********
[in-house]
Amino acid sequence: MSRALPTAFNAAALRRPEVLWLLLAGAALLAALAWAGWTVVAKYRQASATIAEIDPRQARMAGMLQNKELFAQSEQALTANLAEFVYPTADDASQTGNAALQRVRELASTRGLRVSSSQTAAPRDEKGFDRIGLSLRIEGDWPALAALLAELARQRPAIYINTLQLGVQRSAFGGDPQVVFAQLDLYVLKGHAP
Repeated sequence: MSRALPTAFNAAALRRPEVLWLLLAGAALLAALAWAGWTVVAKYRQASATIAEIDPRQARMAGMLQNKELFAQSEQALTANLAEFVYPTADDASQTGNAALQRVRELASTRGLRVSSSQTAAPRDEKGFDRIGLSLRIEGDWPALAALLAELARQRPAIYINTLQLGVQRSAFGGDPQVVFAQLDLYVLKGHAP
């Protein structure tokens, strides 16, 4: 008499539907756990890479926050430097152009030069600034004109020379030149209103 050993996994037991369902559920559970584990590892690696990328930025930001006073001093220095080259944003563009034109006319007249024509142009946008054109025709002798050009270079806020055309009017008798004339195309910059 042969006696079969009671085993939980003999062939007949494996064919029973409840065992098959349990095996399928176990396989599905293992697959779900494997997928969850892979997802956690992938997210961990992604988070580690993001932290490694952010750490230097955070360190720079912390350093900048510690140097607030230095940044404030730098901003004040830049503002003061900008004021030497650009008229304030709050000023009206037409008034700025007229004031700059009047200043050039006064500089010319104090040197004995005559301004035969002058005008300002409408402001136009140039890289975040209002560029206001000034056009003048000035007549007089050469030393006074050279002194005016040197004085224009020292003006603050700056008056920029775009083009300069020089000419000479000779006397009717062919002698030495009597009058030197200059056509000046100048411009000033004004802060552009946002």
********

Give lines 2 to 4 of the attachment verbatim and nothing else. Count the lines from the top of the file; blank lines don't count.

Amino acid sequence: MSRALPTAFNAAALRRPEVLWLLLAGAALLAALAWAGWTVVAKYRQASATIAEIDPRQARMAGMLQNKELFAQSEQALTANLAEFVYPTADDASQTGNAALQRVRELASTRGLRVSSSQTAAPRDEKGFDRIGLSLRIEGDWPALAALLAELARQRPAIYINTLQLGVQRSAFGGDPQVVFAQLDLYVLKGHAP
Repeated sequence: MSRALPTAFNAAALRRPEVLWLLLAGAALLAALAWAGWTVVAKYRQASATIAEIDPRQARMAGMLQNKELFAQSEQALTANLAEFVYPTADDASQTGNAALQRVRELASTRGLRVSSSQTAAPRDEKGFDRIGLSLRIEGDWPALAALLAELARQRPAIYINTLQLGVQRSAFGGDPQVVFAQLDLYVLKGHAP
């Protein structure tokens, strides 16, 4: 008499539907756990890479926050430097152009030069600034004109020379030149209103 050993996994037991369902559920559970584990590892690696990328930025930001006073001093220095080259944003563009034109006319007249024509142009946008054109025709002798050009270079806020055309009017008798004339195309910059 042969006696079969009671085993939980003999062939007949494996064919029973409840065992098959349990095996399928176990396989599905293992697959779900494997997928969850892979997802956690992938997210961990992604988070580690993001932290490694952010750490230097955070360190720079912390350093900048510690140097607030230095940044404030730098901003004040830049503002003061900008004021030497650009008229304030709050000023009206037409008034700025007229004031700059009047200043050039006064500089010319104090040197004995005559301004035969002058005008300002409408402001136009140039890289975040209002560029206001000034056009003048000035007549007089050469030393006074050279002194005016040197004085224009020292003006603050700056008056920029775009083009300069020089000419000479000779006397009717062919002698030495009597009058030197200059056509000046100048411009000033004004802060552009946002």